|Biographical detail : ||India’s distinguished historian, journalist and writer.
Mushirul Hasan is the vice chancellor of the Jamia Millia Islamia, New Delhi, and well-known historian, an award winning journalist, a prolific writer and an enlightened administrator. He has travelled extensively and has written numerous articles and books.
An unflinching liberal and a firm believer in dialogue amongst civilisations, he had spoken up fearlessly against the banning of Salman Rushdie’s ‘Satanic Verses’ in the late 1980s for which he was physically assaulted and verbally abused.
Mushirul Hasan is an eminent historian and an authority on Muslims in India. In his long and illustrious career as a professor of modern Indian history he has focused mostly on Muslims in India in his writings. He understands the concerns of the Muslims in pre-partition India, but he is of the belief that Muslims in India could have managed very well without partition.
He does not place the responsibility for the creation of Pakistan solely on the shoulders of the disgruntled Indian Muslims. The fire was fuelled by the various right wing elements in the majority Hindu community. He is convinced that Muslims and Hindus who have been ‘living together separately’ in India’s composite culture could have co-existed if the leadership had worked hard enough for it.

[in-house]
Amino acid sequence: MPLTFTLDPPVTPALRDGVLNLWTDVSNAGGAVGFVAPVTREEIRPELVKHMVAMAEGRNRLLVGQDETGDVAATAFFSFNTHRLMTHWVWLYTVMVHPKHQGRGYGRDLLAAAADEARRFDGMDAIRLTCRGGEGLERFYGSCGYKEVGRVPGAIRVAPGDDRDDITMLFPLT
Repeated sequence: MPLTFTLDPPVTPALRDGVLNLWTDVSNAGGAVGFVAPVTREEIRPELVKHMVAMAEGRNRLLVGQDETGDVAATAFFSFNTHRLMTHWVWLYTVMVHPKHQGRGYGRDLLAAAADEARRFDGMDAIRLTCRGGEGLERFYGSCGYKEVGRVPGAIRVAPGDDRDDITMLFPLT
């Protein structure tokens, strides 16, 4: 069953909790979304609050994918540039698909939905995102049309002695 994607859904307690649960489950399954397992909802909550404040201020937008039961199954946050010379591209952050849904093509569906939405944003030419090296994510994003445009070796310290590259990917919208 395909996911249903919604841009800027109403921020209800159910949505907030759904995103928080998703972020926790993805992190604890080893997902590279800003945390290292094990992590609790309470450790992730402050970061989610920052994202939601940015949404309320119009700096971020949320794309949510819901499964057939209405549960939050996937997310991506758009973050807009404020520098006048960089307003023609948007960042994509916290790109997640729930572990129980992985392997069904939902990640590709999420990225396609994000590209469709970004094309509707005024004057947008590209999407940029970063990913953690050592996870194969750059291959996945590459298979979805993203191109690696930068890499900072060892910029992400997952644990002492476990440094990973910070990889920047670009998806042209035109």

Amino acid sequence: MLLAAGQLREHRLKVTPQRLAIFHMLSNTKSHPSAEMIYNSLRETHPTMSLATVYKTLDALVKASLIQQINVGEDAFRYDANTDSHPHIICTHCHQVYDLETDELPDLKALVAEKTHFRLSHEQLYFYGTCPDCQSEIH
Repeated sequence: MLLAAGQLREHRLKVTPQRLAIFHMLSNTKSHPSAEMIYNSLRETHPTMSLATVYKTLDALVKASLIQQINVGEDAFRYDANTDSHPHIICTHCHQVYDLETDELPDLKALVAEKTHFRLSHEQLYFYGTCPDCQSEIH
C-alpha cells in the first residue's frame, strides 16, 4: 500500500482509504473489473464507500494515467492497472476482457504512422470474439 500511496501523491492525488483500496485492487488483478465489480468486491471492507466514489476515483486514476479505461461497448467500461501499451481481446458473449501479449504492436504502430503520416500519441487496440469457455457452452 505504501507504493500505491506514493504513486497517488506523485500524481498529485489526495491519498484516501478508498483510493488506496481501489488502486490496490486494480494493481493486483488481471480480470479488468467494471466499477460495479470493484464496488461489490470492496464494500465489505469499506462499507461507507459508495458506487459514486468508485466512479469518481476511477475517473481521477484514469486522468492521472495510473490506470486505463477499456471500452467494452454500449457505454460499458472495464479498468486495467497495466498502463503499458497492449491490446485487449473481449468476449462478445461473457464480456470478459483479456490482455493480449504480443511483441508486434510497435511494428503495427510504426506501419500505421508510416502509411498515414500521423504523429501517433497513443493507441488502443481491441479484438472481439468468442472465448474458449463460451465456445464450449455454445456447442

Mushirul Hasan is committed to secular and democratic values, resolving the dilemma of Indian Muslims, projecting the liberal and eclectic tenets of Islam, and strengthening social and cultural ties between India and Pakistan.
In his ‘A Moral Reckoning: Muslim Intellectuals in Nineteenth-Century Delhi’ (2005) he examines the writings of five important 19th century Delhites. His ‘Image and Representation: Stories of Muslim Lives in India’ (2000) is about inspiring tolerance and fellow-feeling amongst people through literature. And his ‘Inventing Boundaries: Gender, Politics and the Partition of India’ (2000) is a definitive work on India’s partition in 1947.
Mushirul Hasan, an erudite, gentle, cultured and dignified man who talks softly but firmly, was born in Calcutta.